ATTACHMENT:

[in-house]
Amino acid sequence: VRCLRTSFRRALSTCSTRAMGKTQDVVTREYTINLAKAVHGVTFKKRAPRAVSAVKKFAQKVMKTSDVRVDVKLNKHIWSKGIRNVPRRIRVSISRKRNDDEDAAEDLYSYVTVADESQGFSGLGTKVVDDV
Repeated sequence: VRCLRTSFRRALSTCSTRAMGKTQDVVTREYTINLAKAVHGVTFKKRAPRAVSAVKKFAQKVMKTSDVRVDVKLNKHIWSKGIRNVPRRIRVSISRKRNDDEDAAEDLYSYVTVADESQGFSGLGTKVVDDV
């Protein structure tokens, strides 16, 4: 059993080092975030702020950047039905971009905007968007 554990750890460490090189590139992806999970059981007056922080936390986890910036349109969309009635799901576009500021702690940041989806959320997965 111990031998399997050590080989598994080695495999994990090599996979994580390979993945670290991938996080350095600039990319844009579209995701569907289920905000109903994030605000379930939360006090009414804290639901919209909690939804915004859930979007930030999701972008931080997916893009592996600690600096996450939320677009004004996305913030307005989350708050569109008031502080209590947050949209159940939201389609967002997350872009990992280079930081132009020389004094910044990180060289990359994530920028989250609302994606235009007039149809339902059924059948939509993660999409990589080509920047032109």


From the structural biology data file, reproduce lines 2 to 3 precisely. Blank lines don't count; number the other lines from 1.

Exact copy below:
Amino acid sequence: VRCLRTSFRRALSTCSTRAMGKTQDVVTREYTINLAKAVHGVTFKKRAPRAVSAVKKFAQKVMKTSDVRVDVKLNKHIWSKGIRNVPRRIRVSISRKRNDDEDAAEDLYSYVTVADESQGFSGLGTKVVDDV
Repeated sequence: VRCLRTSFRRALSTCSTRAMGKTQDVVTREYTINLAKAVHGVTFKKRAPRAVSAVKKFAQKVMKTSDVRVDVKLNKHIWSKGIRNVPRRIRVSISRKRNDDEDAAEDLYSYVTVADESQGFSGLGTKVVDDV